The 25 Best Albums of 2019 (So Far)

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flylo_albumart.jpg 13. Flying Lotus: Flamagra
Flying Lotus’s sixth album is as much of a throwback to the bold, experimental productions that made him one of the most uniquely influential hip-hop/electronic crossover producers of the past decade as it is a new relic for other musical creatives to once again derive stylistic permutations from. And while the 27-track sprawl is decidedly innovative, Steven Ellison never wavers from his hallmark: instantly recognizable Flying Lotus harmonics, filled with the fragrance of experimental jazz that only a member of the Coltrane family tree could enact. The intention behind Ellison’s collab tracks is palpable, and there isn’t a hint of frivolity on dual-force gems like “Spontaneous” (Little Dragon), “More” (Anderson .Paak), “The Climb” (Thundercat) and an imaginative foray with off-kilter and equally atmospheric rapper Denzel Curry, on “Black Balloons (Reprise).” This one will be looked upon as yet another touchstone for furthering the fusion movement from FlyLo, and Flamagra isn’t leaving the turntable anytime soon. —Adrian Spinelli


12. Stella Donnelly: Beware of the Dogs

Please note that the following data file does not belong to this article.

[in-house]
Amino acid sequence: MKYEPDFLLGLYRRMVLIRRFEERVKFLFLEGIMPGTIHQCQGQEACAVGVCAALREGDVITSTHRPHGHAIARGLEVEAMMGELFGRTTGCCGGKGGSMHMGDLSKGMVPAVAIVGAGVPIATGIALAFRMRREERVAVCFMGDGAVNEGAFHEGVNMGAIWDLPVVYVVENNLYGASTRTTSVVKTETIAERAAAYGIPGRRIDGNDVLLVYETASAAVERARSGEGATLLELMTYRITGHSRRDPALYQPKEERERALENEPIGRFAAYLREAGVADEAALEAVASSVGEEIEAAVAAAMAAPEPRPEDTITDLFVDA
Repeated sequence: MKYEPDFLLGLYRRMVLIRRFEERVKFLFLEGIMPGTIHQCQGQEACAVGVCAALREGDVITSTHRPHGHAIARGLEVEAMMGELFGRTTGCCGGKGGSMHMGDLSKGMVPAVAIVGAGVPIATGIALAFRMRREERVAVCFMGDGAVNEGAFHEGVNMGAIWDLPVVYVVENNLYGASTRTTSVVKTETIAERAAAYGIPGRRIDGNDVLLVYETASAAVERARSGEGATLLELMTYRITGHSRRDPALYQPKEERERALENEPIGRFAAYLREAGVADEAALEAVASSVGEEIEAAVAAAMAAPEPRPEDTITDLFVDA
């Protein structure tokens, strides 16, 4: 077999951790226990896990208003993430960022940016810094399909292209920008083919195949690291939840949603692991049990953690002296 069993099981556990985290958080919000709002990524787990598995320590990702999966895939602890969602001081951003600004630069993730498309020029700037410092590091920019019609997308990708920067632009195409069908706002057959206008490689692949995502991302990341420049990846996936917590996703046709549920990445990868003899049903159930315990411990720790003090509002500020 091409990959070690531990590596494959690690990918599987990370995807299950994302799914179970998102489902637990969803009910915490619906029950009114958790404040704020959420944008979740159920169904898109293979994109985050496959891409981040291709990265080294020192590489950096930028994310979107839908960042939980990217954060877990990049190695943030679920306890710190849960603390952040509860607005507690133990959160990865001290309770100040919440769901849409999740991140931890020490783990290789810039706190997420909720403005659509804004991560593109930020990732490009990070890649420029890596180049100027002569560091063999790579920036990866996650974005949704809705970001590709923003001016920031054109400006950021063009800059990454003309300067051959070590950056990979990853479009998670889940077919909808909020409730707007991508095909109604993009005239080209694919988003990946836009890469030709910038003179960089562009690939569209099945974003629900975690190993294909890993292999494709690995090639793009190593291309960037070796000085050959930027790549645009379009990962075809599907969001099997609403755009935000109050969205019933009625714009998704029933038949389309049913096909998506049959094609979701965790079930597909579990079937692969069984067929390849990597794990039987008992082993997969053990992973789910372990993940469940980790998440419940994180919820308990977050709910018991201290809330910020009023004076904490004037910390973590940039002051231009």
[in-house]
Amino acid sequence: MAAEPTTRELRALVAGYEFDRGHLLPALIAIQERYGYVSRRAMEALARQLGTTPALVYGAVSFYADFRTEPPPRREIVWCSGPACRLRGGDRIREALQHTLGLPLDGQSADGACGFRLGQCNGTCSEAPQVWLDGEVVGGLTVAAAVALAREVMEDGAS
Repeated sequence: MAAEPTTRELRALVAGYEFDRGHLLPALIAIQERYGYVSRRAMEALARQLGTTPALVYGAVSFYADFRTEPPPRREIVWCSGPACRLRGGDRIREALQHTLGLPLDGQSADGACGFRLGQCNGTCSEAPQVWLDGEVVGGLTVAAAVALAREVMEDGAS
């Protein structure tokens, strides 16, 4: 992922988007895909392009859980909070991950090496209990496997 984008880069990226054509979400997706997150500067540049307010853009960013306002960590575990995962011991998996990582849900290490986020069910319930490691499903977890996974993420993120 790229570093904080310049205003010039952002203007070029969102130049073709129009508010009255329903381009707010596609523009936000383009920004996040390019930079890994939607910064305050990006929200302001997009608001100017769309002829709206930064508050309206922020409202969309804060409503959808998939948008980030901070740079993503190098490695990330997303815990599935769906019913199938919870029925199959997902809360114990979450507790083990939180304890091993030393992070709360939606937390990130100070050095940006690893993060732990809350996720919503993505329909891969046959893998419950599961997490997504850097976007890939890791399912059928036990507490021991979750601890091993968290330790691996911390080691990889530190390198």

Stella Donnelly references the ’90s one minute and 10 seconds into her debut album, Beware of the Dogs. It’s not what you think. She does not quote a Pavement lyric or drop a gnarly riff from a Hole song. Donnelly, who is in her mid-20s and from Perth, Australia, is the rare indie-rocker who alludes to the ’90s without a hint of nostalgia. “This is not ’93 / You lost your spot on the team,” she sings in that opening cut, a deceptively sunny-sounding kiss-off to an abusive man. The song is called “Old Man,” and it’s a fine introduction to Donnelly’s songwriting, which is frequently funny, confrontational, and charged with an awareness that the personal is political. These wry indie-pop songs unfold like short stories populated by assholes and assorted misadventures. They are often breezy and uncomplicated in arrangement, but Donnelly remains a compelling narrator: On Beware of the Dogs, the songwriter roasts an obnoxious date (“Tricks”), takes inventory of the indignities of the touring life (“Lunch”), stresses about mortality (“Die), and turns in a sober and knowing protest of rape culture. The resulting album is an imaginative indie-pop chronicle of millennial malaise. Throughout, Donnelly sings in a thick Perth accent, and her vocals are dotted with audible laughter, theatrical flourishes, inspired instances of talk-singing, and other oddities. It’s almost as though her stories can’t quite be contained within the limited space of the songs themselves. —Zach Schonfeld

solange_albumart.jpeg 11. Solange: When I Get Home